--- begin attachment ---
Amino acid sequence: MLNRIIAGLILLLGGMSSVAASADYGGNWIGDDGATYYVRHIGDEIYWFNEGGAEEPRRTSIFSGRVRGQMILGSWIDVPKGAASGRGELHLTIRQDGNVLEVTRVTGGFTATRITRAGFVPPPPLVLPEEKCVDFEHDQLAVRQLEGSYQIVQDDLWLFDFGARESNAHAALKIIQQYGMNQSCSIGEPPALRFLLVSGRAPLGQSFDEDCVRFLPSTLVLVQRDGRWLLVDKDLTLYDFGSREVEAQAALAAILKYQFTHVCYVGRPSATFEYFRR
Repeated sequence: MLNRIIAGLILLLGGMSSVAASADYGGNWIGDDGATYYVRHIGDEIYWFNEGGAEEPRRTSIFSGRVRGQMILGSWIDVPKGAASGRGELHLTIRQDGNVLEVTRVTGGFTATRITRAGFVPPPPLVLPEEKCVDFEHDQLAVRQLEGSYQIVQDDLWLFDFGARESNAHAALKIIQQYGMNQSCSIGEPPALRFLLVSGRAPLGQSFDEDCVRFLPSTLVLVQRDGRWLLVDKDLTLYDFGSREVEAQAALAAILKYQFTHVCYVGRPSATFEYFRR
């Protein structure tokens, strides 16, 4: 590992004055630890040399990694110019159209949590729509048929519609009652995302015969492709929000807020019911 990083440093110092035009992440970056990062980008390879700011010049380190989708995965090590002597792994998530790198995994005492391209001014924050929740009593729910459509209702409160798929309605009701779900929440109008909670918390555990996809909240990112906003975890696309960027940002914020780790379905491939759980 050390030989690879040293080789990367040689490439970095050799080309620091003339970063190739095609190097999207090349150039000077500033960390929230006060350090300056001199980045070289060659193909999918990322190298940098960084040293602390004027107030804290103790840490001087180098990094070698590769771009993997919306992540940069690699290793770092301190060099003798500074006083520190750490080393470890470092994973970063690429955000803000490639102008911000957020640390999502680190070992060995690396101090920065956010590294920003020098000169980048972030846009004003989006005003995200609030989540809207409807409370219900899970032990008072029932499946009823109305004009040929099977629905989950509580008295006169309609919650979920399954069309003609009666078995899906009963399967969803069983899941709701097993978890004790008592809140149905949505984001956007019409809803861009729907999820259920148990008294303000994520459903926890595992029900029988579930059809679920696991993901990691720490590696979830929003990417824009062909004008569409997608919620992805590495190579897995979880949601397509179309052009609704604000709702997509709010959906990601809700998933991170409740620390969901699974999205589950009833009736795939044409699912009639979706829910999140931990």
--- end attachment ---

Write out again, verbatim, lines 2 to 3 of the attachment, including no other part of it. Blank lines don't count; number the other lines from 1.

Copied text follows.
Repeated sequence: MLNRIIAGLILLLGGMSSVAASADYGGNWIGDDGATYYVRHIGDEIYWFNEGGAEEPRRTSIFSGRVRGQMILGSWIDVPKGAASGRGELHLTIRQDGNVLEVTRVTGGFTATRITRAGFVPPPPLVLPEEKCVDFEHDQLAVRQLEGSYQIVQDDLWLFDFGARESNAHAALKIIQQYGMNQSCSIGEPPALRFLLVSGRAPLGQSFDEDCVRFLPSTLVLVQRDGRWLLVDKDLTLYDFGSREVEAQAALAAILKYQFTHVCYVGRPSATFEYFRR
């Protein structure tokens, strides 16, 4: 590992004055630890040399990694110019159209949590729509048929519609009652995302015969492709929000807020019911 990083440093110092035009992440970056990062980008390879700011010049380190989708995965090590002597792994998530790198995994005492391209001014924050929740009593729910459509209702409160798929309605009701779900929440109008909670918390555990996809909240990112906003975890696309960027940002914020780790379905491939759980 050390030989690879040293080789990367040689490439970095050799080309620091003339970063190739095609190097999207090349150039000077500033960390929230006060350090300056001199980045070289060659193909999918990322190298940098960084040293602390004027107030804290103790840490001087180098990094070698590769771009993997919306992540940069690699290793770092301190060099003798500074006083520190750490080393470890470092994973970063690429955000803000490639102008911000957020640390999502680190070992060995690396101090920065956010590294920003020098000169980048972030846009004003989006005003995200609030989540809207409807409370219900899970032990008072029932499946009823109305004009040929099977629905989950509580008295006169309609919650979920399954069309003609009666078995899906009963399967969803069983899941709701097993978890004790008592809140149905949505984001956007019409809803861009729907999820259920148990008294303000994520459903926890595992029900029988579930059809679920696991993901990691720490590696979830929003990417824009062909004008569409997608919620992805590495190579897995979880949601397509179309052009609704604000709702997509709010959906990601809700998933991170409740620390969901699974999205589950009833009736795939044409699912009639979706829910999140931990």